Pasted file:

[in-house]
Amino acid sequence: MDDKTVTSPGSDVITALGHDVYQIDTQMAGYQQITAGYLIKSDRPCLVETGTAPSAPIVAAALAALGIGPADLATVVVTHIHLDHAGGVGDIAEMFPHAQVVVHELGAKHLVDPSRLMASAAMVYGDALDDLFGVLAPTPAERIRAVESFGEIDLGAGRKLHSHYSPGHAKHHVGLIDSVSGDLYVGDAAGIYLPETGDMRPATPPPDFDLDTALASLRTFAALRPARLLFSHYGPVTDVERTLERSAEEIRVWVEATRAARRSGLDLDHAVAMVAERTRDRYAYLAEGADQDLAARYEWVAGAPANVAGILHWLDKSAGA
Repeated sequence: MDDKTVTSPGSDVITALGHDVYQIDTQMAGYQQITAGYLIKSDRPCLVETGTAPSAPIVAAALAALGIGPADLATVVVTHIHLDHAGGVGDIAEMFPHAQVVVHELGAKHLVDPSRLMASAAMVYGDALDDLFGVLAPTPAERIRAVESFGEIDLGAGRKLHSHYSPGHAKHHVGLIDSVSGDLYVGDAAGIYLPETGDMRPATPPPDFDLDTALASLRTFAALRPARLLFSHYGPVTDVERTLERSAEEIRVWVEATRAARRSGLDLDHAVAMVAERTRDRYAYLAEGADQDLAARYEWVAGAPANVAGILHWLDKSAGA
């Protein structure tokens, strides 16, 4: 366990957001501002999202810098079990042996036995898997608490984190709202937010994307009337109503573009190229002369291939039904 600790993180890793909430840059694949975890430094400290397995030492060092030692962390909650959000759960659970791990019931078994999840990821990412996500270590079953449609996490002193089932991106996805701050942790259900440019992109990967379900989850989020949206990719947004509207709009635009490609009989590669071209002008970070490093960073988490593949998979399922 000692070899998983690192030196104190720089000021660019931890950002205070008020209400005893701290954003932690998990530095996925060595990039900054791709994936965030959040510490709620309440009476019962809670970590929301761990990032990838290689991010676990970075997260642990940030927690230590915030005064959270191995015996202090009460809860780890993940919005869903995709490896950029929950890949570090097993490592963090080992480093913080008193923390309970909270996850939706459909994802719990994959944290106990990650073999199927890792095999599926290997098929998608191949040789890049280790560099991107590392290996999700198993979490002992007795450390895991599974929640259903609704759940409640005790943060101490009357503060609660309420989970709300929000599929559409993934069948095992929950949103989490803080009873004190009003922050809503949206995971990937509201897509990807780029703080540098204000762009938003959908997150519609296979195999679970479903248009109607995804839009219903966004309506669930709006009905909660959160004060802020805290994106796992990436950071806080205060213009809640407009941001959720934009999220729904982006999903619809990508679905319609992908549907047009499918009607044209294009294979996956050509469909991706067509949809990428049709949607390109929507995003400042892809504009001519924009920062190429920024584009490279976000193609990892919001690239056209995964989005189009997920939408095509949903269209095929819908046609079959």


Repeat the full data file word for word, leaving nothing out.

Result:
[in-house]
Amino acid sequence: MDDKTVTSPGSDVITALGHDVYQIDTQMAGYQQITAGYLIKSDRPCLVETGTAPSAPIVAAALAALGIGPADLATVVVTHIHLDHAGGVGDIAEMFPHAQVVVHELGAKHLVDPSRLMASAAMVYGDALDDLFGVLAPTPAERIRAVESFGEIDLGAGRKLHSHYSPGHAKHHVGLIDSVSGDLYVGDAAGIYLPETGDMRPATPPPDFDLDTALASLRTFAALRPARLLFSHYGPVTDVERTLERSAEEIRVWVEATRAARRSGLDLDHAVAMVAERTRDRYAYLAEGADQDLAARYEWVAGAPANVAGILHWLDKSAGA
Repeated sequence: MDDKTVTSPGSDVITALGHDVYQIDTQMAGYQQITAGYLIKSDRPCLVETGTAPSAPIVAAALAALGIGPADLATVVVTHIHLDHAGGVGDIAEMFPHAQVVVHELGAKHLVDPSRLMASAAMVYGDALDDLFGVLAPTPAERIRAVESFGEIDLGAGRKLHSHYSPGHAKHHVGLIDSVSGDLYVGDAAGIYLPETGDMRPATPPPDFDLDTALASLRTFAALRPARLLFSHYGPVTDVERTLERSAEEIRVWVEATRAARRSGLDLDHAVAMVAERTRDRYAYLAEGADQDLAARYEWVAGAPANVAGILHWLDKSAGA
């Protein structure tokens, strides 16, 4: 366990957001501002999202810098079990042996036995898997608490984190709202937010994307009337109503573009190229002369291939039904 600790993180890793909430840059694949975890430094400290397995030492060092030692962390909650959000759960659970791990019931078994999840990821990412996500270590079953449609996490002193089932991106996805701050942790259900440019992109990967379900989850989020949206990719947004509207709009635009490609009989590669071209002008970070490093960073988490593949998979399922 000692070899998983690192030196104190720089000021660019931890950002205070008020209400005893701290954003932690998990530095996925060595990039900054791709994936965030959040510490709620309440009476019962809670970590929301761990990032990838290689991010676990970075997260642990940030927690230590915030005064959270191995015996202090009460809860780890993940919005869903995709490896950029929950890949570090097993490592963090080992480093913080008193923390309970909270996850939706459909994802719990994959944290106990990650073999199927890792095999599926290997098929998608191949040789890049280790560099991107590392290996999700198993979490002992007795450390895991599974929640259903609704759940409640005790943060101490009357503060609660309420989970709300929000599929559409993934069948095992929950949103989490803080009873004190009003922050809503949206995971990937509201897509990807780029703080540098204000762009938003959908997150519609296979195999679970479903248009109607995804839009219903966004309506669930709006009905909660959160004060802020805290994106796992990436950071806080205060213009809640407009941001959720934009999220729904982006999903619809990508679905319609992908549907047009499918009607044209294009294979996956050509469909991706067509949809990428049709949607390109929507995003400042892809504009001519924009920062190429920024584009490279976000193609990892919001690239056209995964989005189009997920939408095509949903269209095929819908046609079959």